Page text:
forced. There is a serious shortage of
butter, eggs and milk. Those are prae
tically non-existent in the towns. The
weultliior citizens are ' able to obtain
them by back door dealing.
Official Food Allowance.
The official food allowance duriug
tho last week in December for each
person was four pounds, eight ounces
of broad, twelve ounces ef flour, gov
en pounds of potatoes, ten ounces of
canned vegetables, one egg, two ounces
of gutter, eight ounces of sugar, twelve
uuih-us ui turnip lops.
There was no meat to be had. Heavv
workers irere permitted an additutjai
pound of potatoes.
The cost of this, the intelligence re
port shows, averages about ton marks
daily, while in the -otties, it is much
higher. '
Gorman officials claim the potato
crop on which is placed the greatest do
pendence for food, is a partial failure
and doclare the situation may become
sorious lato in February unless stocKs
not now scheduled make their appear
ance. . . -
Due to unsettled financial conditions
dealers are not reple aishing their slocks
as nsual, and their shelves are growing
Pay Not K eping Up.
Pay for workers ig not keeping up
with tho advanced cost of livi.it,
borers are avoraging a wage of five
to seven marks a week, figures col
lected on labor conditions show a basis
for complaints. Business men of May
on estimated that eight marks a day
constitutes a fair living wage, but the
workors are not getting it
They are averaging about five marks
while the women workers an. paid much
Tho chief of the Coblcnz Bunkers as
sociution estimates that business P"u
to tlie signing or. the armistice was
about 60 pec cent of its normal v..
and that now it has dropped off to 43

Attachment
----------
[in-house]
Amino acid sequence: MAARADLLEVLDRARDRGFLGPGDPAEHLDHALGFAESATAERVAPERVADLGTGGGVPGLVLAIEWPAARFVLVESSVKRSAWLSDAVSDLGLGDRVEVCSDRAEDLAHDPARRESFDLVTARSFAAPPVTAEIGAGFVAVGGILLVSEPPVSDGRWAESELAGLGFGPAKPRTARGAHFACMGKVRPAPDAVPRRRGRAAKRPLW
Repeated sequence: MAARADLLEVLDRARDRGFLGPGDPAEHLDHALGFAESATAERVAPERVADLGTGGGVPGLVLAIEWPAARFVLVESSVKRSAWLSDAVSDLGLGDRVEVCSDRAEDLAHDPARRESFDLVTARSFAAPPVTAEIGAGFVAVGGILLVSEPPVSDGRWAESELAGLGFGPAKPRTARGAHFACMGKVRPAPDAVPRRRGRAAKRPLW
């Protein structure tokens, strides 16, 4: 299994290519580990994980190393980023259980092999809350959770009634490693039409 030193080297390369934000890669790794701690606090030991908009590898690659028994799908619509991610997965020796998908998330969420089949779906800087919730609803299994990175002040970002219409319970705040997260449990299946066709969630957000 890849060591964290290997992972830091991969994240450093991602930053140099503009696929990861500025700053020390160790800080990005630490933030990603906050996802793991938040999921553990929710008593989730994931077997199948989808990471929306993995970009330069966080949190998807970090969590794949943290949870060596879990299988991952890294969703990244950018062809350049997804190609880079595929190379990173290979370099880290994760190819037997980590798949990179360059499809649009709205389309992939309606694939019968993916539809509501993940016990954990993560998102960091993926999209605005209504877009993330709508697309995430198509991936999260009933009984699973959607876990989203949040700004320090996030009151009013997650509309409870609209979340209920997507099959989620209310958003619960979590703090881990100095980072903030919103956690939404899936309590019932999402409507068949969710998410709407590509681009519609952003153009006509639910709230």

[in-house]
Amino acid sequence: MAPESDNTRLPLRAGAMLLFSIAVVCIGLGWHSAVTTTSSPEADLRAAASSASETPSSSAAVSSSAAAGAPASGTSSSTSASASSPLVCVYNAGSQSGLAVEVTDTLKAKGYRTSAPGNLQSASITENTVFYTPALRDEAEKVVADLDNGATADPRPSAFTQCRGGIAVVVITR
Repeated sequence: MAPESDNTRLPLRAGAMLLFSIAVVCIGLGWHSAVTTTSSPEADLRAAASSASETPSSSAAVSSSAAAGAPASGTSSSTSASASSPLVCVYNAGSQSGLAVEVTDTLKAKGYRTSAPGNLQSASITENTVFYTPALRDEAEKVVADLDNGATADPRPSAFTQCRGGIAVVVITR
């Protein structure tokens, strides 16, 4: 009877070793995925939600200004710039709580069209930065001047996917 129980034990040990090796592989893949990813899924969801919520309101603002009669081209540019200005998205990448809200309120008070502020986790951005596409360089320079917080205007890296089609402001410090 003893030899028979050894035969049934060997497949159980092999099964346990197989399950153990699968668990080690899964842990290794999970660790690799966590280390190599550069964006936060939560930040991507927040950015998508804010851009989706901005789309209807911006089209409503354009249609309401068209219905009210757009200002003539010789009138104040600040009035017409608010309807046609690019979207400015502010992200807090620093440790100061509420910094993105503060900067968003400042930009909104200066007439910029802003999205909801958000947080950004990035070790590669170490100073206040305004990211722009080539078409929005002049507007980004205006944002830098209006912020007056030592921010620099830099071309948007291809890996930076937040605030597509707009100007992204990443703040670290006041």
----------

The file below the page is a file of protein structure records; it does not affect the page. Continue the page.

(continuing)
per cent. Interviews with others bca;
out tins statement. Latablishuicnts ut
-supplies are not iookou rorwar to u
long as political conditions aro unset
Clothing Situation Bad.
The situation as regards clothing Is
much worse than with food. A com
j mon suit for civilians costs from $60 to
' $100 and stocks are low. Tho coat of
any kind of cloth or apparel is well
the streets are well clothed in appear
j As regards footwear there is not
servant girlg and waiters in the hotel,
where the press is quartered, brouuhr
'out the fact that they had bought shoes
I only a few months ago at $5 which was
'considered a high price.
In view of tho shortage of cloth, Am
erican officials have consented to allow
soblierK tn convert their ercv uniforms
fg; fff
engaged in manufacturing civilian cloth
ing from German uniform c.oth. '
Investigation of conditions in cloth
ing stores revealed that gloves eosting
Si.au io a m mo unncu ouiiei are
wiling for f0 here. In Coblenz I boughi
the equivalent of a dollar. Hats which
wou d eost about SJ in the L ; uited
Slates bring $9.
. .
Amsterdam, Dec. B. General ' Lo-
demiorff, formes-'eommaiidwr' in chief
f tha Oormaa armies, is completing hi
memoirs which- deal with the -Question-
of Germany 's- responsibility for the -